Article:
Vice-President of the European Commission Commissioner for Transport Siim Kallas addressing EMTA members during the gala dinner of September 17 2012 in the city of Berlin.

Ladies and gentlemen,

It is a pleasure for me to speak at the European Metropolitan
Transport Authorities association’s General Meeting during the

As Europeans, we have one of the best transport systems in the
world. But we also know that there is a great deal of work to do
to make that system fit for the future.

We have to make better use of infrastructure, remove bottlenecks
across the wider network, and provide transport users
with seamless and accessible mobility and services. At the same
time, we are acutely aware of the need to reduce transport’s
impact on our health, and on the environment and climate.

And we know that we need to pay particular attention to the
urban dimension of transport – because our success in meeting
the challenges before us will to a large extent be decided in our
towns and cities. And it is with this in mind that our transport
strategy has the goal of phasing out conventionally fuelled
vehicles in urban areas by 2050.

Obviously, public transport needs to gain in importance and
needs to become cleaner to achieve this goal. In Stockholm,
conventional diesel-fuelled city buses have been replaced by clean
vehicles that run on biogas and ethanol. By the end of this year,
the city will be fully serviced by clean buses with 800 bioethanol
and 270 biogas buses running on a daily basis. Stockholm also
has a comprehensive infrastructure for alternative fuels and local
biogas production facilities that supply much of this fuel.

Ladies and gentlemen: I have been asked whether our goal of
phasing out conventionally fuelled vehicles in urban areas by
2050 is realistic. Well, if Stockholm and others can phase out this
kind of city bus by 2012, it shows what is possible with the
necessary commitment. So I firmly believe that it is possible to
achieve the transition to a modern and sustainable transport system.
But if we are to meet our goals for 2050, it is vital that we step
up the pace and take concerted action on all levels: EU, nationally,
regionally and locally. And you as public transport providers in
metropolitan areas have to play a crucial role.

For instance, the CIVITAS programme and the initiatives
which have been launched under the Action Plan on urban
mobility of 2008 have played a crucial role in forming our policy.
But we also need to hear the views of all the parties concerned
to make sure that our policies correspond to their needs and

Ten years of CIVITAS have demonstrated that we can really achieve
a transition to sustainability in urban mobility and transport when
local efforts are supported by EU action.
But let us come back to reality: What we have achieved so far,
while encouraging, is not enough.

Many cities suffer from severe traffic congestion, which creates
bottlenecks along the main arteries of the trans-European transport
network and has a knock-on effect on long-distance and crossborder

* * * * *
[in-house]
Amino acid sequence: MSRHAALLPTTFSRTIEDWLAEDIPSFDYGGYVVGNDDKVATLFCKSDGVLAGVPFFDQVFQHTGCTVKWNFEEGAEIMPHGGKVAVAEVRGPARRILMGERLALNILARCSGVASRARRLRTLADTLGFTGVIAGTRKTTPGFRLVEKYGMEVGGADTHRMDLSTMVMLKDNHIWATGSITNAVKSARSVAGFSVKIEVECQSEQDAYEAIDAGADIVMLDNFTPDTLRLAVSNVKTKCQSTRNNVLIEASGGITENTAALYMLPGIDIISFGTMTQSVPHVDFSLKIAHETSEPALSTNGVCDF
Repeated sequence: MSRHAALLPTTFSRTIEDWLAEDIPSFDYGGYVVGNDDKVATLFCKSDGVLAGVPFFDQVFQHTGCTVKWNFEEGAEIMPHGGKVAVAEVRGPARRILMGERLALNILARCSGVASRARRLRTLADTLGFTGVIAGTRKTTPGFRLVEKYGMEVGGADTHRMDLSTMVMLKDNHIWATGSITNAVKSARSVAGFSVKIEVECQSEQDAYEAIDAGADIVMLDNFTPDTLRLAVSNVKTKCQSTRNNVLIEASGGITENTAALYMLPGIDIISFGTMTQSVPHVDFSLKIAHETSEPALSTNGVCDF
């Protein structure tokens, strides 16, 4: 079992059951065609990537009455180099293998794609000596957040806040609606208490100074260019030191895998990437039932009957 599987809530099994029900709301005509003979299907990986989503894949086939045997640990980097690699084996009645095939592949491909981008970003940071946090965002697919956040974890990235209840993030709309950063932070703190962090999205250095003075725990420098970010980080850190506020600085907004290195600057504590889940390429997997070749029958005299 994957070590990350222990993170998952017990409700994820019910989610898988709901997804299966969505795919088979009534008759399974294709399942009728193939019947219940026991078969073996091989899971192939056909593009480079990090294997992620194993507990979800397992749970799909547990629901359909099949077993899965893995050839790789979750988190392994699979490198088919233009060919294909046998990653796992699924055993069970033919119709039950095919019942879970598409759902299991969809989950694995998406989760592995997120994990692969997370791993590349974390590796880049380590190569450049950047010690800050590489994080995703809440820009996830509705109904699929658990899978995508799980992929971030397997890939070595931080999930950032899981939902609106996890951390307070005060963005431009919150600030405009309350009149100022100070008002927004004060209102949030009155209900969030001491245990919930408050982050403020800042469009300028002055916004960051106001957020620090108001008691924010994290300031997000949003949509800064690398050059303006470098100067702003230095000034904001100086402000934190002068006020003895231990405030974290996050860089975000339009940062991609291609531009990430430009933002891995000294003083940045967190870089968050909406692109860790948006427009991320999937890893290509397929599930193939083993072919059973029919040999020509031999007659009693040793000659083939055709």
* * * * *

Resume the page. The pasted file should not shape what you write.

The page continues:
Many cities are also struggling to improve their poor air quality,
which has a serious negative impact on citizens’ health.
European towns and cities have a key role to play in our efforts
to mitigate the effects of climate change by reducing greenhouse
gas emissions produced by transport.

Another important issue is road safety: in spite of considerable
progress in the past, some 30,000 people are killed on our roads
every year. This is not acceptable. It has to be one of our priorities
to reduce that number further. Accidents on urban roads
account for some 40% of the fatalities in road accidents.

So change is clearly needed - and Europe’s cities must be at the
forefront of that change. With their high population densities
and high share of short-distance trips, cities are uniquely placed
to pave the way for new transport services and technologies.
And, if we seize the moment, we can make sure that European
companies become early leaders in a market that offers great
potential for future growth and employment - innovative solutions
for cleaner and more sustainable mobility.

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Vice-President of the European Commission and Commissioner for Transport Mr Siim Kallas

Our success will depend on many factors:

Research and innovation is key. Ultra-clean and silent buses
would improve the image of public transport. Clean, quiet service
and delivery vehicles would raise the quality of city life. Through
research funding we have been able to finance demonstration
projects in the urban context with very positive feedback. Further
actions are needed. This year, the Commission will be supporting
electromobility demonstration projects for urban freight, and for
city buses in 2013.

A recent initiative of the Commission in this area is a strategy
paper on "Research and innovation for Europe’s future
mobility that was adopted on 13 September 2012 and it will
be presented this week.

The Strategy summarises the achievements of the European
transport sector in research and innovation, outlines remaining
issues and presents ideas for better serving the needs of
European citizens and businesses. The Commission wants to
facilitate coordination of public and private research and innovation